Canadian Spy Damaged Country's Credibility

HALIFAX, Nova Scotia — A top Canadian spy official told a court Thursday that a navy officer who sold secrets to Russia harmed his country’s credibility and could hinder its ability to gather intelligence.

Speaking at a sentencing hearing, Michelle Tessier, the Canadian Security Intelligence Service’s director general of internal security, said Sub-Lt. Jeffrey Paul Delisle’s crimes could make allies less likely to share intelligence with Canada in the future. “There’s a risk we might be cut off of certain intelligence,” Tessier said.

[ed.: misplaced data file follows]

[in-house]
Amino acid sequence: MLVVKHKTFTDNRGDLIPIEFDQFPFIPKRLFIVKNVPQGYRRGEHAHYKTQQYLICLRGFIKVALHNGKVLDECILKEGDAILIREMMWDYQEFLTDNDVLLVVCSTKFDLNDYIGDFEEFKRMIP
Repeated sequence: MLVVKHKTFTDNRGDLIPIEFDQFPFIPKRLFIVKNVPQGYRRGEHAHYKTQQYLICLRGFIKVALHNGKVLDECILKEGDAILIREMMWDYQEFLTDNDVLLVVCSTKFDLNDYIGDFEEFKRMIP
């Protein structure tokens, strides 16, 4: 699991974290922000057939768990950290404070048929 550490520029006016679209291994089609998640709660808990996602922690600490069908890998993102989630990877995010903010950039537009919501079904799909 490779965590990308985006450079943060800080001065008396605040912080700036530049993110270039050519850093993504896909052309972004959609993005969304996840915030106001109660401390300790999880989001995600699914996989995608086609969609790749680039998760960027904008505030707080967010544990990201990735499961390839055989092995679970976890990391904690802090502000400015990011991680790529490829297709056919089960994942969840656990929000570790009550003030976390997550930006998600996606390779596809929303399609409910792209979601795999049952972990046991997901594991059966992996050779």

Delisle, who pleaded guilty in October, worked at a naval intelligence center and had access to information shared by the Five Eyes community, which consists of Canada, the United States, Britain, Australia and New Zealand.

Prosecutor Lyne Decarie said Delisle received 23 payments from Russia totaling $72,000 between 2007 and 2011.

Tessier said that the Five Eyes group decided to “increase the safeguarding of information” following Delisle’s actions and that a lot of resources were diverted to reassuring Canada’s allies that their information is safe.

Delisle will be sentenced under Canada’s Security of Information Act, which was passed after the Sept. 11 attacks. He faces a maximum sentence of life in prison.

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